Many entrepreneurs, business owners, and service professionals get or develop their budget for the year, and do not realize that something is missing. As a result of emphasizing short term cash flow needs over a long term growth strategy, many business budgeting plans neglect personal and professional training and development. Some companies have never budgeted for ongoing training in the first place! Others have in the past and, for some reason, have decreased or eliminated that part of their business budget plan. Now, many people can easily grasp the idea that building a legacy and creating an enduring business is dependent on employee investment and leadership team development. But theory and implementation are oftentimes quite separate. So how do you manage your business budget planning the smart way, so that your cash flow needs are met and that your future investment in the human resources of your business remains stable, if not continually increasing?
First, identify your short term cash flow needs. What are your profit centers? In other words, what business activities are generating money for you? How much money is being consistently generated, and how volatile are the shifts in generated cash flow? Do you have a great winter season and a slow summer season? To what extent is the success of your business dependent on consumer confidence? The more specific your analysis is, the better you will be able to determine the relationship between the time, money, and other reasources you put in, to the money that comes out. You know you are in great shape when you can, as an example, look at the different kinds of advertising you do and very clearly, with numerical data, quantify the return on investment.
Next, take a look at your cost centers, or the parts of your business that drain money: employee salary, cost of inventory, even licensing fees. Your objective here is to identify and then calculate where and to what extent you are paying in excess of what you need to pay. Perhaps you can get a better deal on parts or products; maybe you can renegotiate licensing fees. The point here is to be creative! When you start to add up your cost savings, you now have more cash to draw from when deciding how to invest in your continued business development.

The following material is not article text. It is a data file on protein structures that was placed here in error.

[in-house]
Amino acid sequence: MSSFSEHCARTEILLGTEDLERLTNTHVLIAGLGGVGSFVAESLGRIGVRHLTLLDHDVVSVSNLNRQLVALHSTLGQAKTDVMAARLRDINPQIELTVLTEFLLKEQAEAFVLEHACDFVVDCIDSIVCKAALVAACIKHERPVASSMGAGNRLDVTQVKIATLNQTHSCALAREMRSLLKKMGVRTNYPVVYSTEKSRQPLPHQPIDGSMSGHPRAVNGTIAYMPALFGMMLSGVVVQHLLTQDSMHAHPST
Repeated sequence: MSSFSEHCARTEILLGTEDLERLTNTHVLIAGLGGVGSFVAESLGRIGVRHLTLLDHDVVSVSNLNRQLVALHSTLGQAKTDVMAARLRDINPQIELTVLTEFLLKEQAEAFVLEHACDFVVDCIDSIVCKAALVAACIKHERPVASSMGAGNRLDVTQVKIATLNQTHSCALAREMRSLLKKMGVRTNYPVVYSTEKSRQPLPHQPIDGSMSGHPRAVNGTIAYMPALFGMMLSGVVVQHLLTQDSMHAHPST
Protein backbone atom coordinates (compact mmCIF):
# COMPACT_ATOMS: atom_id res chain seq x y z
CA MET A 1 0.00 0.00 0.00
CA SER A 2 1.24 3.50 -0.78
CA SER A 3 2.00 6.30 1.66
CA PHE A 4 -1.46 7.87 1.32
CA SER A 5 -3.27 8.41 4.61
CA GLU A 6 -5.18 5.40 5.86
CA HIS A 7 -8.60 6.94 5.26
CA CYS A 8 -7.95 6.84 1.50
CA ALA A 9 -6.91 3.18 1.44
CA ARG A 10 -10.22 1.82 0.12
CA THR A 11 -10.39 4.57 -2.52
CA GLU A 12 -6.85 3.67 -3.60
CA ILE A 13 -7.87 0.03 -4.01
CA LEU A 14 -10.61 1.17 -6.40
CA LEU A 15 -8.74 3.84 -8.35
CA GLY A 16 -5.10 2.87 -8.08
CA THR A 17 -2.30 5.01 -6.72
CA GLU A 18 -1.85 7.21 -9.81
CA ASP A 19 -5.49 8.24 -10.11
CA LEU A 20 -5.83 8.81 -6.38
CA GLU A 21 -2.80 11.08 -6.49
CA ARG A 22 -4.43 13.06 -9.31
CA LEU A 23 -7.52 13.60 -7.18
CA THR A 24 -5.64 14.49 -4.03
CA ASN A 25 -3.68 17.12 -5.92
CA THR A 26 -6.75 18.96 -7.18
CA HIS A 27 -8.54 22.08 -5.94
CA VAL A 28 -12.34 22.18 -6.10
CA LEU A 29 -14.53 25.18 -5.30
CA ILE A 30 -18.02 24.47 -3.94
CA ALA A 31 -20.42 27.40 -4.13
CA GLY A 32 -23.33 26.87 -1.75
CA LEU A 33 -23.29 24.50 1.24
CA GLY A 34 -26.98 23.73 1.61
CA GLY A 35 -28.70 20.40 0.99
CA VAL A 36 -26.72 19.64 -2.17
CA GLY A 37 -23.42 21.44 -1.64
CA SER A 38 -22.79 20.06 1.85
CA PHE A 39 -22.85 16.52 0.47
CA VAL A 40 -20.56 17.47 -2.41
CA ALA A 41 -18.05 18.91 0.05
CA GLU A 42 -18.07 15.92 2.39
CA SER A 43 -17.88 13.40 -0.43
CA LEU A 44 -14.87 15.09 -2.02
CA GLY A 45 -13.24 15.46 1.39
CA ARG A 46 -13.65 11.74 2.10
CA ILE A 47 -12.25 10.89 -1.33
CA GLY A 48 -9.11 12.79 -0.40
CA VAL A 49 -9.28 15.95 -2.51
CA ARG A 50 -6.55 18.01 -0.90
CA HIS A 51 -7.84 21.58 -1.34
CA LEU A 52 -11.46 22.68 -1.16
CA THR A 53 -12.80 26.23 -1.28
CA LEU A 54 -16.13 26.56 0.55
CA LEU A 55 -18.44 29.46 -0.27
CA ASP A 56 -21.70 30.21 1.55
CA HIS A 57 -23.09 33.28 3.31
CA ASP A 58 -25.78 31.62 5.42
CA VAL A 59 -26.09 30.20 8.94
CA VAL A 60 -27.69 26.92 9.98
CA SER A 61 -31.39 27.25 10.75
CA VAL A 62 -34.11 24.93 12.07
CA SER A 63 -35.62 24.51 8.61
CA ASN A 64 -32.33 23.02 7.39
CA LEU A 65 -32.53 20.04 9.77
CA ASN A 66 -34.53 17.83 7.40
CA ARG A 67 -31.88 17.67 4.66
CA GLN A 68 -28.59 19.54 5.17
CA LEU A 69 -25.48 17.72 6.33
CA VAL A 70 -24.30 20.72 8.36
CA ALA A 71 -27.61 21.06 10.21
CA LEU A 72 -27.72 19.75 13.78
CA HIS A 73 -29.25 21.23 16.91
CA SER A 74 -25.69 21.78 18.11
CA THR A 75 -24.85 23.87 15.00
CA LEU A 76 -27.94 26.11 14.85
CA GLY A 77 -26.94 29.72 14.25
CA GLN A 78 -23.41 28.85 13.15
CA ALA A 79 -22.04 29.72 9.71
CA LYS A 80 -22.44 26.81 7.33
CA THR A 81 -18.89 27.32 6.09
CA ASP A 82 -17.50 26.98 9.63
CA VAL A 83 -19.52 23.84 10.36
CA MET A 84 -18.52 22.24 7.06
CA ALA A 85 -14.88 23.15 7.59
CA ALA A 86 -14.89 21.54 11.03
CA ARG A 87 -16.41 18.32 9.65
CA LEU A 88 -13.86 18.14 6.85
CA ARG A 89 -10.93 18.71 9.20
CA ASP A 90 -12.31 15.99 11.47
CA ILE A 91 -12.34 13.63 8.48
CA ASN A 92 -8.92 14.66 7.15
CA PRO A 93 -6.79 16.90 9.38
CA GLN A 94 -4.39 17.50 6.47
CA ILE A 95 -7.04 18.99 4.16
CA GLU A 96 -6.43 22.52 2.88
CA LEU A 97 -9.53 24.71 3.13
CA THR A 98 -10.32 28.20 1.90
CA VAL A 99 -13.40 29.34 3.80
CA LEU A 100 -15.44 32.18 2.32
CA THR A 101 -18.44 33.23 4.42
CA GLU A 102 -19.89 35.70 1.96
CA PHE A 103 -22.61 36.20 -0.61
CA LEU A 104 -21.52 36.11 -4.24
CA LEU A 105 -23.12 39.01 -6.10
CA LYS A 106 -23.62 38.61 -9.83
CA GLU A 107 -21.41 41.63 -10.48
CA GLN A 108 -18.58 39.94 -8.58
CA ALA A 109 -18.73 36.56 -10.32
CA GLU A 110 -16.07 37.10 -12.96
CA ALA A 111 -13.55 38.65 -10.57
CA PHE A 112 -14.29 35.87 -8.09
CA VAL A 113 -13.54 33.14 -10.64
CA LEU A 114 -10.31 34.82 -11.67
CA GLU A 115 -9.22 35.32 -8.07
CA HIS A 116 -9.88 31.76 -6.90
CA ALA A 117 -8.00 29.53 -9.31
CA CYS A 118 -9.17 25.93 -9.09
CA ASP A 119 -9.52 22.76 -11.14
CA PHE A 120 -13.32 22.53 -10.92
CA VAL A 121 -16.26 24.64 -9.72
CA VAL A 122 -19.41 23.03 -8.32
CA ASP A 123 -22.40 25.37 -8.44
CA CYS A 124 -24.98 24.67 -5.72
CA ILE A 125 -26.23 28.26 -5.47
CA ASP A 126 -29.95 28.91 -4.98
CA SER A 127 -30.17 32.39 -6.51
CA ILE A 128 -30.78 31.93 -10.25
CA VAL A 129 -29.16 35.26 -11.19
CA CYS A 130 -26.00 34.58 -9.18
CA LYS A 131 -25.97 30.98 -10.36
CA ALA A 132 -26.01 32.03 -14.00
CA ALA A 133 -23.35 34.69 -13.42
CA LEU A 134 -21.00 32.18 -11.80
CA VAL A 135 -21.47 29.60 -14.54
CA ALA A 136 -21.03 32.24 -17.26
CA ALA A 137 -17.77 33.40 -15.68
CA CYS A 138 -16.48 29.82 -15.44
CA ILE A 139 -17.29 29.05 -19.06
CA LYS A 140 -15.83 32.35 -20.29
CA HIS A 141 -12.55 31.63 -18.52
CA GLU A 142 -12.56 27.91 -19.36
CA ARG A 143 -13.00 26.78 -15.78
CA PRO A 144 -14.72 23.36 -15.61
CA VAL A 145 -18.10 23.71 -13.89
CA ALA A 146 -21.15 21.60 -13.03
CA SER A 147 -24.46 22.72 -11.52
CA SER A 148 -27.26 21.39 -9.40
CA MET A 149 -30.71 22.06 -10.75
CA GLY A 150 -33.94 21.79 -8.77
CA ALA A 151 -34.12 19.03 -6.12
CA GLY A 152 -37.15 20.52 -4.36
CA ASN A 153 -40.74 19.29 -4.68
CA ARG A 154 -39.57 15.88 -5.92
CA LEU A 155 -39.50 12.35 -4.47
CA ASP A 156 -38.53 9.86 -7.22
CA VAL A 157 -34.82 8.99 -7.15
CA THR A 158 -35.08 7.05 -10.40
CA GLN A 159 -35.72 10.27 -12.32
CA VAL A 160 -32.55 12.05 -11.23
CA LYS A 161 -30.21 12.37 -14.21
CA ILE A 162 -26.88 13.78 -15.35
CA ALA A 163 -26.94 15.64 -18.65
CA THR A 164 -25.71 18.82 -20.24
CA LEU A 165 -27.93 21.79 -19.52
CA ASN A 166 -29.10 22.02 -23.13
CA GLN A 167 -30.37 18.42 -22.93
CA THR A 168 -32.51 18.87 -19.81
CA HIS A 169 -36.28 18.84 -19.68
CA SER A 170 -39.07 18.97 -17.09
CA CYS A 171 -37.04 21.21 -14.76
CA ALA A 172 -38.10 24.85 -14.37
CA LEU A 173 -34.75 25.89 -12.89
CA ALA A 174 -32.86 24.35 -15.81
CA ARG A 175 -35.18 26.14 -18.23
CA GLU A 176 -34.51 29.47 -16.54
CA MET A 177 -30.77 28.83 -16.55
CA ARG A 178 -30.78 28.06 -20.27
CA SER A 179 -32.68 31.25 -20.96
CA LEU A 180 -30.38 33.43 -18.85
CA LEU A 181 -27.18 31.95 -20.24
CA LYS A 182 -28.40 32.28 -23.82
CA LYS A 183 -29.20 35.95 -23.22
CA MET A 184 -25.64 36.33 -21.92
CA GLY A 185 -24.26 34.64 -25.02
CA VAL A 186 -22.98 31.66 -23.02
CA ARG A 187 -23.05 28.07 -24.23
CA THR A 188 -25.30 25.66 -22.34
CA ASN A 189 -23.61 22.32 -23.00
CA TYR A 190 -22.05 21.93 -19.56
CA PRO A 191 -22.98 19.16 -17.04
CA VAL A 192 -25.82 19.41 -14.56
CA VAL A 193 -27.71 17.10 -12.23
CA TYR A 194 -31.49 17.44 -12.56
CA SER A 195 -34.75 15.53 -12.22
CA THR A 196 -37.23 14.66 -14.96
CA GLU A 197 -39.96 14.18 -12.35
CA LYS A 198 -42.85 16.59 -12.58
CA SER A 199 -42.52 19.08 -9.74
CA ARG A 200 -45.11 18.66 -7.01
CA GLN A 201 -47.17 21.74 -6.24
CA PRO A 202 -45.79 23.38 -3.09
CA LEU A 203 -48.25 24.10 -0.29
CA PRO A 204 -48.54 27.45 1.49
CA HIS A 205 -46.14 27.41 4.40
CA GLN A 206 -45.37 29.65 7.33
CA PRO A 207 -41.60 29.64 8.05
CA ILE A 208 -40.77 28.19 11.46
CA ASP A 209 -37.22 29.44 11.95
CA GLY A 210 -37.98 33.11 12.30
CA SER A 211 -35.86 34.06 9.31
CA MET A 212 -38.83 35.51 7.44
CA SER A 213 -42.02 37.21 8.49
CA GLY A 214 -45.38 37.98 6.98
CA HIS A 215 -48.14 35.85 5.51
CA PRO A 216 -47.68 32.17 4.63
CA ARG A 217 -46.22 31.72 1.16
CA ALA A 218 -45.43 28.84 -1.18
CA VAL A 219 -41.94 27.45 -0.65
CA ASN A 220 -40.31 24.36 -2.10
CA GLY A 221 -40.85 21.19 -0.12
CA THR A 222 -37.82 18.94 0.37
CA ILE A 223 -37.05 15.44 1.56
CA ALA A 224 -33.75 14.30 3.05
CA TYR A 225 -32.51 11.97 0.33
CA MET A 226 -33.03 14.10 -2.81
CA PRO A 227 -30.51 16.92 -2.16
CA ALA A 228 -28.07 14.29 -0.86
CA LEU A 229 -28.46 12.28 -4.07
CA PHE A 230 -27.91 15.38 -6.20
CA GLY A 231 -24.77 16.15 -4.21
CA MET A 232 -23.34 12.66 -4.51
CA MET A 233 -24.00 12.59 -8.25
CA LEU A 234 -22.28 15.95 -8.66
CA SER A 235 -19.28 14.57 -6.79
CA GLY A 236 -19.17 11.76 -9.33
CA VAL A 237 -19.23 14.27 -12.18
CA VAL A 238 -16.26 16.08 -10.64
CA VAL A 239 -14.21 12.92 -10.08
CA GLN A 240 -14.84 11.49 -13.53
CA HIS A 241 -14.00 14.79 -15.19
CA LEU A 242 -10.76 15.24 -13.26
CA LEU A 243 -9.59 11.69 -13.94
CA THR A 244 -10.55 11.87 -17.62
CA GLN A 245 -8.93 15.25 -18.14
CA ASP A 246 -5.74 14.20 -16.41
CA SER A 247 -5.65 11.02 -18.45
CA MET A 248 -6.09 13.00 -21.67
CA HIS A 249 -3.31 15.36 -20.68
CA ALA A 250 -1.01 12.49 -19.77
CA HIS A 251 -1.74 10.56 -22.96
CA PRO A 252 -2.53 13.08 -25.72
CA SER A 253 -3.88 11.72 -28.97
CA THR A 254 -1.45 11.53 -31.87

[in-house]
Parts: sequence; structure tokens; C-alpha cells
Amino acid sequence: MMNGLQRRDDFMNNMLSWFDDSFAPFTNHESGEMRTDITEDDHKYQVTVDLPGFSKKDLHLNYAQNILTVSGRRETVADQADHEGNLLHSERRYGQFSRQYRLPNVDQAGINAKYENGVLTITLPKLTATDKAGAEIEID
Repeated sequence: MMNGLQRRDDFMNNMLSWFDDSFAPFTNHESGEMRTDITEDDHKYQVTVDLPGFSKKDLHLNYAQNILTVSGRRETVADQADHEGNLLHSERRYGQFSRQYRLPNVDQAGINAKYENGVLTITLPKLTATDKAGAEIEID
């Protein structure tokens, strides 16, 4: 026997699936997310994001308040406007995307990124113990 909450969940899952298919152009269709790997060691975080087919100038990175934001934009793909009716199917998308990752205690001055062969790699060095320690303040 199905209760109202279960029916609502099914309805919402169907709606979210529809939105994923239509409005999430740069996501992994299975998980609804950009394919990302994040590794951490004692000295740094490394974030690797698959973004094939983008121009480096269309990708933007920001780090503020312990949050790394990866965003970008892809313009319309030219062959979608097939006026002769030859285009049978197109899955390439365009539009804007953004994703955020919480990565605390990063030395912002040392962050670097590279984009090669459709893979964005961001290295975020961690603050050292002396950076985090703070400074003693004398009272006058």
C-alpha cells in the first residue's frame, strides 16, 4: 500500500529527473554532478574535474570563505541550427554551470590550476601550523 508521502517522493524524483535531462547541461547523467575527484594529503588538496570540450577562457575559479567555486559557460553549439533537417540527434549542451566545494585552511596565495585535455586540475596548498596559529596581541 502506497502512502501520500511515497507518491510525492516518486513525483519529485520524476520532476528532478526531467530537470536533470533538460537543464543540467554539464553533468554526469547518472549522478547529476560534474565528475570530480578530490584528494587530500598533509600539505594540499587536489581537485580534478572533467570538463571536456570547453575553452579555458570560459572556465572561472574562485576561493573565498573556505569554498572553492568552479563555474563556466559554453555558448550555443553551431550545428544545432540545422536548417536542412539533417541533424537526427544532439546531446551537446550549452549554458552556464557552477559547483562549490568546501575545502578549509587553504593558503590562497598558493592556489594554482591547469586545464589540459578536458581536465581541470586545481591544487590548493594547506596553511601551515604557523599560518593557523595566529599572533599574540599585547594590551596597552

Finally, decide where and in what way to implement your newfound profit margin. Many business owners, entrepreneurs, and professionals do not even realize that by investing in leadership team development, they actually empower their employees and their organization to work together as a team -- not just in name but actually in spirit. The result is a huge increase in employee productivity, a dramatic reduction in tension and conflict, and a unifying culture of cooperation and collaboration. Can you see how that kind of investment in the human resources of your organization would produce breakthrough results? Can you see how building a proper business budget plan can open the door to that kind of long-term growth opportunity?